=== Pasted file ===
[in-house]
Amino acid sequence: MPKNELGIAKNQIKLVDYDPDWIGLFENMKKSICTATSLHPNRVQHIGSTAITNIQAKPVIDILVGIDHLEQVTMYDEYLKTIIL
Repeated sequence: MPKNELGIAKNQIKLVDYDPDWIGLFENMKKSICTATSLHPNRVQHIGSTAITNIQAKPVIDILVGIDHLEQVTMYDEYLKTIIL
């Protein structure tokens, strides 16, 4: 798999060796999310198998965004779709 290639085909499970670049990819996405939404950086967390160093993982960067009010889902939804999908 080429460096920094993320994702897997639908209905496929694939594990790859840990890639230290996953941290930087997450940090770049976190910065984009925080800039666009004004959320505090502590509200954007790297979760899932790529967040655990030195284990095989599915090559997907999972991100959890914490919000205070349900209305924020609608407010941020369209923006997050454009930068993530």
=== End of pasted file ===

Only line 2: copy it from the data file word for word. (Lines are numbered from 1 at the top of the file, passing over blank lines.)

Amino acid sequence: MPKNELGIAKNQIKLVDYDPDWIGLFENMKKSICTATSLHPNRVQHIGSTAITNIQAKPVIDILVGIDHLEQVTMYDEYLKTIIL